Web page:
I was a little surprised to see a bunch of Korean flags in Gwanghwamun. Guessing by the lack of baseball bats that this was not a counterprotester.
This tent housed a lot of interesting art by blacklisted artists.
I was off by seconds of someone petting the horse on its chin. Vladimir, which the sign next to it says, is the name of the horse purchased by Samsung for Chung Yoo-ra for 2 billion won.
An assortment of art pieces.
I don't get the exact reference of this.
They made busts of the central figures of the scandal. The white-and-red labels on some of their heads announce their fates. Park Geun-hye on the left says "dismissed," and to the right of her is Samsung Vice Chairman Lee Jae-yong who is "locked up" I think, with the two on the right having the same status. I don't know who the other guy is based on appearance -- possibly Kim Ki-choon, a real bad guy who's been part of the dictatorship establishment since Park's dad -- but the woman on the right covered in black paint is ex-Culture Minister Cho Yoon-sun, a figure I am very satisfied to see punished for her role in suppressing arts and culture in Korea.
The people on these banners, in contrast, went down with the Sewol. They are among the nine whose bodies haven't been recovered (there were more on the other side on the left). Kwon Jae-geun, pictured on the right, has not been recovered, along with his son Kwon Kwon Hyuk-gyu, pictured elsewhere, who was half Vietnamese. They were not from Danwon High School, and were travelling to Jeju to start a new life by founding an orange farm with the Vietnamese mother whose body was recovered days after the sinking and daughter, the family's sole survivor.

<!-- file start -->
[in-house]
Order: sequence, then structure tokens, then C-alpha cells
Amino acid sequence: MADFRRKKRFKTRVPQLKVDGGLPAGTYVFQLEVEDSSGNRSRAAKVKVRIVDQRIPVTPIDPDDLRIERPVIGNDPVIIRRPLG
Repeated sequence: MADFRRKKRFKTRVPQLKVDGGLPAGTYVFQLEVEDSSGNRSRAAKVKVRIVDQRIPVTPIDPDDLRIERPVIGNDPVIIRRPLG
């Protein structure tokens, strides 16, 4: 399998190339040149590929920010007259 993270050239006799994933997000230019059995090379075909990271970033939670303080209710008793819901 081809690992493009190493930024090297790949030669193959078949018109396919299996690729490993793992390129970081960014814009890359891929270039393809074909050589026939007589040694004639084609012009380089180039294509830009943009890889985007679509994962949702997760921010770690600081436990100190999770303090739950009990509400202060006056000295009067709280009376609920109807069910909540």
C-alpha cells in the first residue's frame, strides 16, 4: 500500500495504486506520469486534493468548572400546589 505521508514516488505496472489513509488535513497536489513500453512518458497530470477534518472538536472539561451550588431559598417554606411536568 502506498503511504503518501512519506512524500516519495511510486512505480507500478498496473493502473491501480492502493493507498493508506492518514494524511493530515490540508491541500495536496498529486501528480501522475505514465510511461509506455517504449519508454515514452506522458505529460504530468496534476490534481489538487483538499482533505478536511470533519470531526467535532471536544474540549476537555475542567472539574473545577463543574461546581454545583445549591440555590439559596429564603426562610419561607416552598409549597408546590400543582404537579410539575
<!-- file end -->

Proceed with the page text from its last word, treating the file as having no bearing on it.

The story of the Sewol never seems to get better or offer any hope of levity. The brightest development of this story has been Yoo Byeong-eon's alleged corpse being found in a field. This country will never be at peace with the Sewol, no matter who is punished for what and how much. This crisis is existential.
I saw some artists hauling this contraption past me and setting it up here.
Not the greatest jacket to wear here, though nobody really seemed to mind.
A report on JTBC, Korea's central media outlet in this scandal, is broadcast on a screen, reporting two deaths at the counterprotest. There ended up being three deaths.
In one case, an elderly man hijacked a riot police bus, drove it so it collided with another bus, knocking over a speaker which crushed somebody else to death.
The other two deaths were apparently due to heart problems. So, literally natural causes. Comeuppance for Baek Nam-gi, the man who died last year of "natural causes," ten months after being put into a coma by police water cannons during a November 2015 protest?
Please remember that these photos are all copyrighted to me. If you want to use them in any way, there's a 90 per cent chance I'll give you my permission, and be able to give you a copy with a higher DPI.Copyright Daehanmindecline 2017